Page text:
Several other frustrations were in the seemingly very laggy combat inputs. I would be smashing away with the warrior’s hammer option before switching to my stun attack, but it would take several seconds for ol’ foxy to stop swinging the hammer and stun the enemies around him, at which point I’d have taken an extra few bullets to the head or a laser beam to the chest. If there were quite a few enemies on screen with a myriad of projectiles, the game would also experience some minor slow down issues making it difficult to control your movements in an already tricky physics situation.
Slow down was a bit of a theme with Trifox. I think if we were all to talk with our gaming buddies and ask them what’s one of the things that makes a game a chore to play, the answer would be unskippable cutscenes – especially if you have to repeat them after dying. This would be okay if the cutscenes contained anything worth watching, but this really isn’t the case; the most exasperating of which were the News Report sections. You have to sit and watch two characters (who aren’t speaking a real language) do a report on the ongoings of an enemy boss you know next to nothing about, without any on-screen subtitles to speak of. It was really painful, and all I found myself wanting to do was skip the scene and move on to the next part of the game, as they didn’t add anything to the understanding of what was happening in the game. (Not to mention the old style TV static lines added for effect, which made it even harder to watch than the already difficult-to-watch gameplay.)
There were a few levels that mixed up the gameplay style a little by changing the way you moved around; one of these was the minecart level, which was genuinely the best part of the game. It removed the dull sections where you just had to mindlessly wait on a platform or kill about 50 enemies to open a door – instead you were treated to a fast past level where you get to fire at various enemies or at levers to switch your rail path and put you on the right course. It was a shame though that this section was so short, and while there are attempts to replicate this altered movement later in the game by placing you in an unkillable hamster ball for an entire level, it is so unchallenging that it just becomes another stepping stone to hop over on the way to the games completion.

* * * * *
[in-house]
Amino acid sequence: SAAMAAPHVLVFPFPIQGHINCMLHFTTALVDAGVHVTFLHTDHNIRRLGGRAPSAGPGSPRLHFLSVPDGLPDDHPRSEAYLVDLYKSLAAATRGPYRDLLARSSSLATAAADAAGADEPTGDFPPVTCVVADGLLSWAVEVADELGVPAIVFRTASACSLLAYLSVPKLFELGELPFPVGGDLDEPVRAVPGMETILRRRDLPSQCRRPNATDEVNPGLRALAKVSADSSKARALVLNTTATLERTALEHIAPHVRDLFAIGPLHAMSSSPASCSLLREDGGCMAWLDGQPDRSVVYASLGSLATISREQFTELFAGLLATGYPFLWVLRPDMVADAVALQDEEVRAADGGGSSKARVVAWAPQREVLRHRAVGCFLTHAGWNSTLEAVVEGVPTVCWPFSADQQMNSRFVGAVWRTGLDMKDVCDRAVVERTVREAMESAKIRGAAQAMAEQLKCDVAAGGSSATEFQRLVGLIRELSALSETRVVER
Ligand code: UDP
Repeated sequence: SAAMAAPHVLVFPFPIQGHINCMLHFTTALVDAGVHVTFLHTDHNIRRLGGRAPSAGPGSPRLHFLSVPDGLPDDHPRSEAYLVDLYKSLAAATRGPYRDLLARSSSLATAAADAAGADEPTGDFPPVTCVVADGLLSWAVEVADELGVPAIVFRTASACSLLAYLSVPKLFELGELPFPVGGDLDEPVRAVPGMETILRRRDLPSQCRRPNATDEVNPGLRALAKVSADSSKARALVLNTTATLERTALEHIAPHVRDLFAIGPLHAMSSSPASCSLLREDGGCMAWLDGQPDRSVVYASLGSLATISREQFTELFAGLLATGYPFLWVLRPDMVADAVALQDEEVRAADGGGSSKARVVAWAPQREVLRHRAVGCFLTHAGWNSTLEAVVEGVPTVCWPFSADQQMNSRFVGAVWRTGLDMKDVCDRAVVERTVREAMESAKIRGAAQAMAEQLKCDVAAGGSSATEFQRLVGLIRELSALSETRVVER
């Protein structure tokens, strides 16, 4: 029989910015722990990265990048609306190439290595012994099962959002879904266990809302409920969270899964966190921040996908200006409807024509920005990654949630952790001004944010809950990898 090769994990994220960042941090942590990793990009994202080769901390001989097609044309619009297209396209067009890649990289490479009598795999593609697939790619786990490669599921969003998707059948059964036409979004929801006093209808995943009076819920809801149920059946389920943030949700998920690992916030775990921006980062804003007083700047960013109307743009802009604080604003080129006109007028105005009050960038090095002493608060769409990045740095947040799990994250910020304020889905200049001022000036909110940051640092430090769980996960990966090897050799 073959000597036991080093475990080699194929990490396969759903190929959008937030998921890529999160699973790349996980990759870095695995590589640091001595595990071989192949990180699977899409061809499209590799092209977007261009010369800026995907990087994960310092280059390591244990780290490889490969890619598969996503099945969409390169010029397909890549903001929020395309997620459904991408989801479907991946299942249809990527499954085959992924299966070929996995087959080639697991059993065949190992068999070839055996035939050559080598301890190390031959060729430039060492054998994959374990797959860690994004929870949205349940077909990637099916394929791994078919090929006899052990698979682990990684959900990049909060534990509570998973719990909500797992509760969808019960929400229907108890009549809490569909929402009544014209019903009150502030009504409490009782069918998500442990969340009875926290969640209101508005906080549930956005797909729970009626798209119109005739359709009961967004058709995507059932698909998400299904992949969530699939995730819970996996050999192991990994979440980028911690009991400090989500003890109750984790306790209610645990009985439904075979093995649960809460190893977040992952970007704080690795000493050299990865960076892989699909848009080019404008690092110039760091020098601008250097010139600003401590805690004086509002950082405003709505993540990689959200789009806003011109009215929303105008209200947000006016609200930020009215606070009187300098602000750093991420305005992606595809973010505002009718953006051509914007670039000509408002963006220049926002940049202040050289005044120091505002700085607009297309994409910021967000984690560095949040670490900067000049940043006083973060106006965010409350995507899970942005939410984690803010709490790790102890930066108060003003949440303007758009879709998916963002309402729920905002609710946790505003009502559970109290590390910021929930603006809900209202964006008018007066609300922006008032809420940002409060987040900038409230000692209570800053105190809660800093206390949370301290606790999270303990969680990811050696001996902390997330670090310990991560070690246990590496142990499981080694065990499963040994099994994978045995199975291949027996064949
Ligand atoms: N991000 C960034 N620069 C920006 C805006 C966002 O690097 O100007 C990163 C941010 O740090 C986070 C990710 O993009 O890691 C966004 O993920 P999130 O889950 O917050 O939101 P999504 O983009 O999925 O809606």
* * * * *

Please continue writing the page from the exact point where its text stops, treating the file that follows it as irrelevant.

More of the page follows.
An issue I found was that there were too many times where I broke the in-game mechanics. Clipping through a platform was a frequent issue leading to unfair deaths, and I also found that there were several bosses where I could clip them into a wall and wail on them until their health was depleted, stopping any of their attack action sequences. The bosses that did work and attack properly were mostly a good level of challenge, and probably the most consistently good parts of the game. (The end boss in particular is a good fight if you manage to keep the projectile numbers low to avoid slowdown/lag.) There is one boss however who adds to the feeling I had of endlessly dragging myself through treacle to complete this game, and the wizard really made me want to put the game down due to disappearing/reappearing platforms and the endless respawns required.
Whilst writing this review I know that several paragraphs have been… less than accommodating about the game. I am not sure if that is a reflection on my writing ability or on the fact I just neeeeeeded to let you, dear reader, feel the way I did playing this game.
Overall Trifox is a game that on the surface looks like an enjoyable experience and one that would be right up the street of any nostalgia seeking 3D-platform player. It is such a shame that it fails to deliver anything truly enjoyable or challenging and is mostly just a bit of a slog. I take my hat off to the ideas and efforts of Glowfish Interactive but the execution is where this game falls down. To sum up my time with Trifox in one word, it would be ‘frustrating’.
In the interest of full disclosure, VGamingNews was provided with a copy of the game in order to conduct this review.